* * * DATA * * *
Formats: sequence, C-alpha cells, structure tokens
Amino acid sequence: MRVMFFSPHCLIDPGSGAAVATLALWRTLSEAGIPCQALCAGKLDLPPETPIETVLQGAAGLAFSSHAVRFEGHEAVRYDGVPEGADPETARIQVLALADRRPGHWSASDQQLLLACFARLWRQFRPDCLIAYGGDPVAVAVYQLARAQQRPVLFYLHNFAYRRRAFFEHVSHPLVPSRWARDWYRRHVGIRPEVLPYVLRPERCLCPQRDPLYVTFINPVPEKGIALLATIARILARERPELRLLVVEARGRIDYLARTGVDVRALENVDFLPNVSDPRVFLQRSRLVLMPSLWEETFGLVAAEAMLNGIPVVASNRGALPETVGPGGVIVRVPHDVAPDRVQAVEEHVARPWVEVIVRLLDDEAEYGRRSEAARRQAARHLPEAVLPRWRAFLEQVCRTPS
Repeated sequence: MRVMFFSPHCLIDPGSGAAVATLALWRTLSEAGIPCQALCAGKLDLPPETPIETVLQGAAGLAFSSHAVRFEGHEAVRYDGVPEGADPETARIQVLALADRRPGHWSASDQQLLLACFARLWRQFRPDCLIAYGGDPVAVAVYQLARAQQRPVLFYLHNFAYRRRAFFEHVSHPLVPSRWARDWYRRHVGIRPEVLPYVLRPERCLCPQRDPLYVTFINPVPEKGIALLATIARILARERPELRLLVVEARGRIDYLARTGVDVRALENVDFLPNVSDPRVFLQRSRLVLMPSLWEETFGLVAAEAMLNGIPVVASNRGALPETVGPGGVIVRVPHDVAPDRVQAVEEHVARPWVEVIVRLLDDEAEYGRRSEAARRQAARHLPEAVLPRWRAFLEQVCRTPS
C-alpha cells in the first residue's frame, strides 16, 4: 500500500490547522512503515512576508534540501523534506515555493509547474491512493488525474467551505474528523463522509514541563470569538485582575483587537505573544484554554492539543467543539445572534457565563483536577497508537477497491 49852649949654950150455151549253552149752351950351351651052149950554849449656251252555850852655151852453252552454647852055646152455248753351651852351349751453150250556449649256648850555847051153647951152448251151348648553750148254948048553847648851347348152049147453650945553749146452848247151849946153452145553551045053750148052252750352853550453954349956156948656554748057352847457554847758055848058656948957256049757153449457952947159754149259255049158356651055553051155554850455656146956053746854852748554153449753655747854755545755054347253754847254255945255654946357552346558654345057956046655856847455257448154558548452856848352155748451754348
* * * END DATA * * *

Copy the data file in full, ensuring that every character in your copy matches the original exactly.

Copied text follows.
Formats: sequence, C-alpha cells, structure tokens
Amino acid sequence: MRVMFFSPHCLIDPGSGAAVATLALWRTLSEAGIPCQALCAGKLDLPPETPIETVLQGAAGLAFSSHAVRFEGHEAVRYDGVPEGADPETARIQVLALADRRPGHWSASDQQLLLACFARLWRQFRPDCLIAYGGDPVAVAVYQLARAQQRPVLFYLHNFAYRRRAFFEHVSHPLVPSRWARDWYRRHVGIRPEVLPYVLRPERCLCPQRDPLYVTFINPVPEKGIALLATIARILARERPELRLLVVEARGRIDYLARTGVDVRALENVDFLPNVSDPRVFLQRSRLVLMPSLWEETFGLVAAEAMLNGIPVVASNRGALPETVGPGGVIVRVPHDVAPDRVQAVEEHVARPWVEVIVRLLDDEAEYGRRSEAARRQAARHLPEAVLPRWRAFLEQVCRTPS
Repeated sequence: MRVMFFSPHCLIDPGSGAAVATLALWRTLSEAGIPCQALCAGKLDLPPETPIETVLQGAAGLAFSSHAVRFEGHEAVRYDGVPEGADPETARIQVLALADRRPGHWSASDQQLLLACFARLWRQFRPDCLIAYGGDPVAVAVYQLARAQQRPVLFYLHNFAYRRRAFFEHVSHPLVPSRWARDWYRRHVGIRPEVLPYVLRPERCLCPQRDPLYVTFINPVPEKGIALLATIARILARERPELRLLVVEARGRIDYLARTGVDVRALENVDFLPNVSDPRVFLQRSRLVLMPSLWEETFGLVAAEAMLNGIPVVASNRGALPETVGPGGVIVRVPHDVAPDRVQAVEEHVARPWVEVIVRLLDDEAEYGRRSEAARRQAARHLPEAVLPRWRAFLEQVCRTPS
C-alpha cells in the first residue's frame, strides 16, 4: 500500500490547522512503515512576508534540501523534506515555493509547474491512493488525474467551505474528523463522509514541563470569538485582575483587537505573544484554554492539543467543539445572534457565563483536577497508537477497491 49852649949654950150455151549253552149752351950351351651052149950554849449656251252555850852655151852453252552454647852055646152455248753351651852351349751453150250556449649256648850555847051153647951152448251151348648553750148254948048553847648851347348152049147453650945553749146452848247151849946153452145553551045053750148052252750352853550453954349956156948656554748057352847457554847758055848058656948957256049757153449457952947159754149259255049158356651055553051155554850455656146956053746854852748554153449753655747854755545755054347253754847254255945255654946357552346558654345057956046655856847455257448154558548452856848352155748451754348